Cuban begins offshore oil-drilling project

After approval from United States authorities, offshore oil drilling has begun off Cuba, officials in Havana and the U.S. said.

The U.S. Coast Guard and environmental safety officials said they inspected and approved the drilling platform under an unusual arrangement designed to allay concerns about a possible spill that could foul the U.S. coastline.

U.S. officials said personnel from the Coast Guard and the Department of Interior’s Bureau of Safety and Environmental Enforcement (BSEE) inspected the Scarabeo-9 platform off the coast of Trinidad and Tobago.

“The review is consistent with U.S. efforts to minimize the possibility of a major oil spill, which would hurt U.S. economic and environmental interests,” the U.S. Interior Department said.

Jorge Piñon, visiting research fellow at the Cuban Research Institute at Florida International University, said the Scarabeo 9 giant, semi-submersible rig finished its months-long trek from China and is now visible from the shores of Havana, Cuba.

He said the Spanish energy company, Repsol, is conducting the drilling.

U.S. officials said Repsol is the first of several international companies that will use the Scarabeo 9 to look for oil in the Florida Straits.

The U.S. Geological Survey estimates about five billion barrels of oil sit under the ocean floor between the U.S. and Cuba.

The Interior Department said inspectors “reviewed vessel construction, drilling equipment, and safety systems – including lifesaving and firefighting equipment, emergency generators, dynamic positioning systems, machinery spaces, and the blowout preventer.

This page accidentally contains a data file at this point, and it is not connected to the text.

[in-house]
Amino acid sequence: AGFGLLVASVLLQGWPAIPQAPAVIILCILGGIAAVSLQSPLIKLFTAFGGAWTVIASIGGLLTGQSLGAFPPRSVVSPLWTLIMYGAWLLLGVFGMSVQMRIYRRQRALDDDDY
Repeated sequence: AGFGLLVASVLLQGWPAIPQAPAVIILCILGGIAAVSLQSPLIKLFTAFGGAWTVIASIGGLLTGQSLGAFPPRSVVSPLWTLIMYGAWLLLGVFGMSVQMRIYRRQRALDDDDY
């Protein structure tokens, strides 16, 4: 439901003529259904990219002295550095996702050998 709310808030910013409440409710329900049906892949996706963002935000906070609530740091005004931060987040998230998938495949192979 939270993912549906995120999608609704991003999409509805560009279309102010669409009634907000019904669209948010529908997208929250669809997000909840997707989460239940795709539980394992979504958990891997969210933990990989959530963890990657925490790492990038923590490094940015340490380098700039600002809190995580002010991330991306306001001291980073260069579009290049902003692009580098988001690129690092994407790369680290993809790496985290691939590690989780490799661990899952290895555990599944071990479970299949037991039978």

“The review compared the vessel with applicable international safety and security standards as well as U.S. standards for drilling units operating in the U.S. Outer Continental Shelf,” it said.

“Personnel found the vessel to generally comply with existing international and U.S. standards by which Repsol has pledged to abide,” it added.

Cuba’s plans to drill for oil in deep waters off its northwestern coast have sparked fears among some environmentalists and some U.S. Congress members that oil spilled in Cuban waters could reach U.S. waters and coastlines.

The accident last year at the Deepwater Horizon, an offshore drilling rig similar to the Scarabeo platform, killed 11 workers and spilled hundreds of millions of gallons of crude into the Gulf of Mexico.

Repsol has contracted with the Cuban government for the right to explore in a section of the Straits of Florida that is generally deeper than the area where the Deepwater Horizon exploded and sank.

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